J.C.R. Licklider, the “Johnny Appleseed” of interactive computing, was a dreamer who envisioned the Internet, but never invented it. Instead, he organized and funded those who had the ability to bring his vision into reality. Licklider, known by his colleagues as “Lick,” called the Internet the “Intergalactic Network” and described it as “a field that gets a thousand times as good in twenty years.” Kenny notes that visionaries or dreamers are often misunderstood, “It’s hard to understand what [Lick] has to say, but if you listen to it very, very closely, he had this vision of what really was supposed to happen.” Lick explains, “Specialized hardware facilities tend to be expensive, but very efficient. On the other hand, if they can be distributed, then specialized hardware facilities can be very effective and let us do things that we couldn’t otherwise do.” Cringely clarifies for the PBS audience that what Lick is really saying is that “everyone can use computers anywhere and get data anywhere in the world.” Keep in mind that Lick uttered these words in the 1960’s.
Another underappreciated visionary was Ted Nelson, author of the books, Computer Lib and Dream Machines, who met with Cringely for an interview for the PBS special. He called the Internet “Xanadu, a magic place of literary memory” and likened it to Samuel Coleridge’s poem, Kubla Kahn. Kenny points out that Nelson “seems to live in a world all by himself.” This is evidenced by his odd behavior in the interview. Nelson, explains that hypertext will enable people to communicate seamlessly and, in an otherworldly tone of voice, he suddenly breaks into recitation:
In Xanadu did Kubla Khan
A stately pleasure-dome decree:
Where Alph, the sacred river, ran
Through caverns measureless to man
Down to a sunless sea.
(Click here to read it in full.)
Cringely asked Nelson whether he considers himself the inventor of hypertext. Nelson responds, “Hypertext is so obvious. So I do not claim to have invented hypertext, I merely discovered it. It’s like the telephone. At the time, it seemed to be an invention. To us now, it was a discovery, because it’s so obvious. Okay. So, hypertext is like that. It’s simply the obvious next step in literature.” When Cringely asked him to define hypertext, Nelson got so offended that he abruptly left the interview!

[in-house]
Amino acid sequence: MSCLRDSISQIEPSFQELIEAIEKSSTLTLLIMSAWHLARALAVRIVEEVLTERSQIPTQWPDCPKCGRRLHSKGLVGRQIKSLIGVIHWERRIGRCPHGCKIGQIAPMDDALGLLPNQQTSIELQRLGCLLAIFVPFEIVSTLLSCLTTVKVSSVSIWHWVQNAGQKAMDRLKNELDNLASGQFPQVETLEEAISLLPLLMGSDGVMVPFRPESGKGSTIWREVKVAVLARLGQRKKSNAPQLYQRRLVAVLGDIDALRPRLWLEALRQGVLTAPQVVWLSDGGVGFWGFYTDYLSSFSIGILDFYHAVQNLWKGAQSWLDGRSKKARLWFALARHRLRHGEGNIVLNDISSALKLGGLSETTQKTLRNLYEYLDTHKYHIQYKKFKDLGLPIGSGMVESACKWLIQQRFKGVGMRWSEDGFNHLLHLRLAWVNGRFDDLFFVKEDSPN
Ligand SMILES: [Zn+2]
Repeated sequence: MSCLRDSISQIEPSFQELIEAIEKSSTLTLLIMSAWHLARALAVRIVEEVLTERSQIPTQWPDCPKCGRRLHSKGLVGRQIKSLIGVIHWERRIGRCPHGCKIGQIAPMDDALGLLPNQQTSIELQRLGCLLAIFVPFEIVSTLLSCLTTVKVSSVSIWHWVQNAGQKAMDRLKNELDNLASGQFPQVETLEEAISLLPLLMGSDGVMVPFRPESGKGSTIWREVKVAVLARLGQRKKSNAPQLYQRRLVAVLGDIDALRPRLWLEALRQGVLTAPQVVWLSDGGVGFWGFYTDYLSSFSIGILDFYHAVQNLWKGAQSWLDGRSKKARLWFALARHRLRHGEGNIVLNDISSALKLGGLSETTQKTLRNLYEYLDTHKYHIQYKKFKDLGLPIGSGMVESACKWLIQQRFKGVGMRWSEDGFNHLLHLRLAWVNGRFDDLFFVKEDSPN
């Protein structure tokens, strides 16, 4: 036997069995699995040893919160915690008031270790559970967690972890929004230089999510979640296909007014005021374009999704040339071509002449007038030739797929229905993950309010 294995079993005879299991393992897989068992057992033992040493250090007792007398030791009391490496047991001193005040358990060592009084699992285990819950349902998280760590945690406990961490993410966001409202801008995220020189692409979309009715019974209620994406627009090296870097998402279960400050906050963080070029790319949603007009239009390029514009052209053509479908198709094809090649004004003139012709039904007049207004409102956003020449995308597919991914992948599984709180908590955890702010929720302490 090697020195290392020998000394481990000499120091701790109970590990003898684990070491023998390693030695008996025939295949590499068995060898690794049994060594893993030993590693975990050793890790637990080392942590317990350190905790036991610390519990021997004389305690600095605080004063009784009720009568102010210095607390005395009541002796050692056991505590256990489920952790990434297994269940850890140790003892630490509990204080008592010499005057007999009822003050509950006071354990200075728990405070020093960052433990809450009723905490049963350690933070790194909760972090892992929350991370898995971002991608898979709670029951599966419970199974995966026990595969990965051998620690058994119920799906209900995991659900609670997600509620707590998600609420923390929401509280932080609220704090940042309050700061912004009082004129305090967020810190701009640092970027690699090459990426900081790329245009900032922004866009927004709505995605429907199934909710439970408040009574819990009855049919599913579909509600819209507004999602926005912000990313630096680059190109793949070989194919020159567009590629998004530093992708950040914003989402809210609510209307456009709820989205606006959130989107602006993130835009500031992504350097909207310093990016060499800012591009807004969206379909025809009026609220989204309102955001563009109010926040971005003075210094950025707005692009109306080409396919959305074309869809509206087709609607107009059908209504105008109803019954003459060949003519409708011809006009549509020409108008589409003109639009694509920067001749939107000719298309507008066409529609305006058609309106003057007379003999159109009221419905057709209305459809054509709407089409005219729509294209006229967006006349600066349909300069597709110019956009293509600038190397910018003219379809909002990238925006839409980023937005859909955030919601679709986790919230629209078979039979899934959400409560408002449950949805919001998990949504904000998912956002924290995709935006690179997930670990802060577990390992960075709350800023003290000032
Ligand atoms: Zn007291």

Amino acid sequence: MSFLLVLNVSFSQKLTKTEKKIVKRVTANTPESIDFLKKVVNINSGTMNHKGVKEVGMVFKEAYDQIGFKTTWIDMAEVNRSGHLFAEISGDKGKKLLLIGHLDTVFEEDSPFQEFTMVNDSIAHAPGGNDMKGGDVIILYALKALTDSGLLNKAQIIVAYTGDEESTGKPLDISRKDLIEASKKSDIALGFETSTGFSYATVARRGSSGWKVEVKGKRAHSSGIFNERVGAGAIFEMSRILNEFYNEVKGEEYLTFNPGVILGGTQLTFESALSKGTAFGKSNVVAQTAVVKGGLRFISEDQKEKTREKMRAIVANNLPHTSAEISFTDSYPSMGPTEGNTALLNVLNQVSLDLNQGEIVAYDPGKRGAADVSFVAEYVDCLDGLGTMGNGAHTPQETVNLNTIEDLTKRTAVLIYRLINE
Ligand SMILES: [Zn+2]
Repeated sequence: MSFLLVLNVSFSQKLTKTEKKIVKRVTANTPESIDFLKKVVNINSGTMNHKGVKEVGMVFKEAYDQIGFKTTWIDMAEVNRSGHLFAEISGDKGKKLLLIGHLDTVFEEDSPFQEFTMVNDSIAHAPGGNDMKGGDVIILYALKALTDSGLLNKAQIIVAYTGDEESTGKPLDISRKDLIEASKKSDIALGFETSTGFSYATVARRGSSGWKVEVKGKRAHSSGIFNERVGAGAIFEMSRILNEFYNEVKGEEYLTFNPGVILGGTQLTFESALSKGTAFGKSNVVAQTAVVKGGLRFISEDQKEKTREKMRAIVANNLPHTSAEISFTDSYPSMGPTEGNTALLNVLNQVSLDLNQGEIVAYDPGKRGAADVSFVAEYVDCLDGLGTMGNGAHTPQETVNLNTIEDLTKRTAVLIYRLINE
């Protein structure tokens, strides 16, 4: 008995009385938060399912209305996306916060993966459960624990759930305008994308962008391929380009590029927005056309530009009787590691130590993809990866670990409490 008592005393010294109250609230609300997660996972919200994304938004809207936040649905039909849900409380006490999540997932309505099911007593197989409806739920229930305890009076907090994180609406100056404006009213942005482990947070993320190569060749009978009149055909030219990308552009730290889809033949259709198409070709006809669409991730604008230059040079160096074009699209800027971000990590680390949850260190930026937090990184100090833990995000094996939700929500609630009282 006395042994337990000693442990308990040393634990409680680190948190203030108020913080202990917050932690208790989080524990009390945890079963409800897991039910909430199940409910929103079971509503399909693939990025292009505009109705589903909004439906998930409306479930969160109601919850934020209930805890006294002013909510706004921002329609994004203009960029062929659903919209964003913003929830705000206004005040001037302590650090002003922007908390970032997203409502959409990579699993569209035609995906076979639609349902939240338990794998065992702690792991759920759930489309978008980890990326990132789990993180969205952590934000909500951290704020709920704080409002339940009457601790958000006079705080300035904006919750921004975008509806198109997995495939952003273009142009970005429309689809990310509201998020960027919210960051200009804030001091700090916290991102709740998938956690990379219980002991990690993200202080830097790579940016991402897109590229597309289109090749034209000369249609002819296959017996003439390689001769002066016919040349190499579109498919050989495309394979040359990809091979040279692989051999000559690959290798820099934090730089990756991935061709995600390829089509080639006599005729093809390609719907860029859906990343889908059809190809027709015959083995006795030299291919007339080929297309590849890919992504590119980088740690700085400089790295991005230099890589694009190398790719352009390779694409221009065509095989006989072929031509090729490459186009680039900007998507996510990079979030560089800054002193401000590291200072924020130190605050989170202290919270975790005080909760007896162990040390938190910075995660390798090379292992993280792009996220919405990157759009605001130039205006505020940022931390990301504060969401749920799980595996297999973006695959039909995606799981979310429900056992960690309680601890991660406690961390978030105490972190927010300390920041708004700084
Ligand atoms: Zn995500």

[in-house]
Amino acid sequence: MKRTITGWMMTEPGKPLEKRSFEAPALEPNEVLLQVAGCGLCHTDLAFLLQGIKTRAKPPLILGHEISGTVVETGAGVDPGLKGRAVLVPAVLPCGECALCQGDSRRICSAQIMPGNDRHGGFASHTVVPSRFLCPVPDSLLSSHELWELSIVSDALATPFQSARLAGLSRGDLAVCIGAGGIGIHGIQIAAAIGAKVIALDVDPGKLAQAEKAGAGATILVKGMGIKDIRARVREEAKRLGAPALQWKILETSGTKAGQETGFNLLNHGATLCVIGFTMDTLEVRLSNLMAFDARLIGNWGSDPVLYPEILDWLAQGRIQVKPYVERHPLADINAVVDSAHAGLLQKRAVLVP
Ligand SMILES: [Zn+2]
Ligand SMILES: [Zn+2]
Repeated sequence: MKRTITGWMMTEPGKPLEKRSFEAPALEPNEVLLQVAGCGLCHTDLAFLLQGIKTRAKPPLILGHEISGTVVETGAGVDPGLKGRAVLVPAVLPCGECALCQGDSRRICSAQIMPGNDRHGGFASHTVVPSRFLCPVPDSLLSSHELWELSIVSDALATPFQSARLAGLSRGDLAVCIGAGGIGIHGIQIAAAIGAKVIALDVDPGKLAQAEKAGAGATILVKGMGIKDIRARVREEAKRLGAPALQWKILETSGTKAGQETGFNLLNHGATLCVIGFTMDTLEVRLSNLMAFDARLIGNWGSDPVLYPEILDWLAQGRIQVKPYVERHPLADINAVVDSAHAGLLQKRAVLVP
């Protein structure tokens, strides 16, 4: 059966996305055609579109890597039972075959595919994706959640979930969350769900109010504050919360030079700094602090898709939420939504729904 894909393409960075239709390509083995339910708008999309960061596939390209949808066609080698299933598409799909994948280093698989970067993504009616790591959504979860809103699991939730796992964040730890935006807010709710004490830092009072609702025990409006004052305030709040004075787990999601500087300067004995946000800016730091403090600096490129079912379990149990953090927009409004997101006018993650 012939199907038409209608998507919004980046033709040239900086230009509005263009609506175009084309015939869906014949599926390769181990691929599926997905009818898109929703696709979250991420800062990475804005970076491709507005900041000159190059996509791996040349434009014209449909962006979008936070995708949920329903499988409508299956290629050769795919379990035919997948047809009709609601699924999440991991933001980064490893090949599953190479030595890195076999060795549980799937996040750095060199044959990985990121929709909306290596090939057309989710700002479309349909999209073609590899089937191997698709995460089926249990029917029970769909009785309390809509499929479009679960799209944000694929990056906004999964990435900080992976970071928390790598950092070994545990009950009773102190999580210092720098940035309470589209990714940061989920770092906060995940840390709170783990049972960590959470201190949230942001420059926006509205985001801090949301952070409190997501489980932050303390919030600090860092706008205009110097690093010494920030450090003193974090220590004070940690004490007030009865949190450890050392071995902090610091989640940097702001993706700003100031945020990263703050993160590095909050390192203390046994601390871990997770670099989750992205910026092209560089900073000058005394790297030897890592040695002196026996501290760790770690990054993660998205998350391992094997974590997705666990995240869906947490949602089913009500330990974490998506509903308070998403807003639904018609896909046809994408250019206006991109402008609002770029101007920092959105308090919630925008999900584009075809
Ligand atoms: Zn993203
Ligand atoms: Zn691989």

Tim Berners-Lee, who is considered the inventor of the World Wide Web, is the doer who brought Nelson’s dream into reality in 1990. But unlike many inventions, the amount of time that passed between conceptualization and actualization was remarkably minimal. Take DaVinci’s flying machines for example. DaVinci, the dreamer, the visionary, lacked an engine. The Wright Brothers brought his dream into reality over four hundred years later.
So we had a World Wide Web, but not many people knew how to use it. And there were roadblocks to using the Internet for commerce. Congressman Rick Boucher‘s activity in Internet-related legislation resulted in the commercialization of the Internet. The Internet became a marketplace that would, “Connect homes, schools, and workplaces,” Boucher said, and “open new worlds of information for all.”
But we still needed one more software breakthrough. Just as “dreamers need doers,” doers need money. Kenny explains, “Money-folks finally got involved.” The 1990’s Internet boom in a nutshell: